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Living Too Large In Exurbia

Big houses. Big cars. Now, bigger bills. A lifestyle built on cheap energy and cheap credit is in jeopardy

For those who made the exodus to the rolling farmland of Loudoun County, Va., over the past decade, the trade-offs were well understood. Stake a claim to the exurban dream in newly sprouted developments with bucolic names like Farmington on the Green and Hirst Farms (going price: $600,000 and up), and you got a brand new house on a quarter acre. Excellent schools, the small-town charm of antique shops, and historic courthouses were also part of the package. And just watch your home value soar, by an average 23% in the past two years.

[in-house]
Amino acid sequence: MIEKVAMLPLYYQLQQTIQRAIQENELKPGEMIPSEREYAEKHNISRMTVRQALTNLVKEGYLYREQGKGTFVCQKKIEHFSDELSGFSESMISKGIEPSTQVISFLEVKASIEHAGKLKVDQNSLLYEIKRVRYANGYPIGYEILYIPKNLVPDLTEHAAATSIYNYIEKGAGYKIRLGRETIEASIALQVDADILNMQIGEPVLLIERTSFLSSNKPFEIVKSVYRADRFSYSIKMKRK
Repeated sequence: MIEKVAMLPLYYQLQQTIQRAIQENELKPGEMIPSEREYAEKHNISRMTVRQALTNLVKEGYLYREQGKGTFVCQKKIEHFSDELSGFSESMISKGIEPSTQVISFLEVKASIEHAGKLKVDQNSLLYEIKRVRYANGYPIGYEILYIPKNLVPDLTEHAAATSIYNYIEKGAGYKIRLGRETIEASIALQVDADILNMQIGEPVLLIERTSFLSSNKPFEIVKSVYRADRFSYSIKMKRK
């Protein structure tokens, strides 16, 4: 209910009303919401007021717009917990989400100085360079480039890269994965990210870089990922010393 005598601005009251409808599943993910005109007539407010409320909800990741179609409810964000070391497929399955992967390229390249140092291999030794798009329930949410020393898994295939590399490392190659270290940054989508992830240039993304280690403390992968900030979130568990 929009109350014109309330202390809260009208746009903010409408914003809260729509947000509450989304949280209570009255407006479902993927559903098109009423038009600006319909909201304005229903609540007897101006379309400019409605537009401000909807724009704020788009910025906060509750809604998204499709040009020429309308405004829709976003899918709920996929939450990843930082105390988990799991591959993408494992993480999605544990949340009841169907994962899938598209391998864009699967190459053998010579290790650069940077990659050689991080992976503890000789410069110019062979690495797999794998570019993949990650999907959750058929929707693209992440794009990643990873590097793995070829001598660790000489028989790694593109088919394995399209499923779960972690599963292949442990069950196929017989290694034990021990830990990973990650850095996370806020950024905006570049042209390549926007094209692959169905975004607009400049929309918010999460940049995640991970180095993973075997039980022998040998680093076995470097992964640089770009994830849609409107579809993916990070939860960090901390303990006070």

The downside? Everyone wanted to join you. Population in Loudoun grew 41% between 2000 and 2004, faster than any other county in America. Road construction couldn't keep up, so traffic is often a nightmare. Even on the weekend, the drive into Washington takes an hour and a half. At rush hour, figure on two. Caterpillar (CAT ) tractors and orange highway construction cones have taken the place of the horses and cattle that used to dot the hillsides. Still, it all seemed worth it to those like Andrea O'Hara, who moved from Pittsburgh with her husband and three children a year and a half ago. "We love it here," says O'Hara.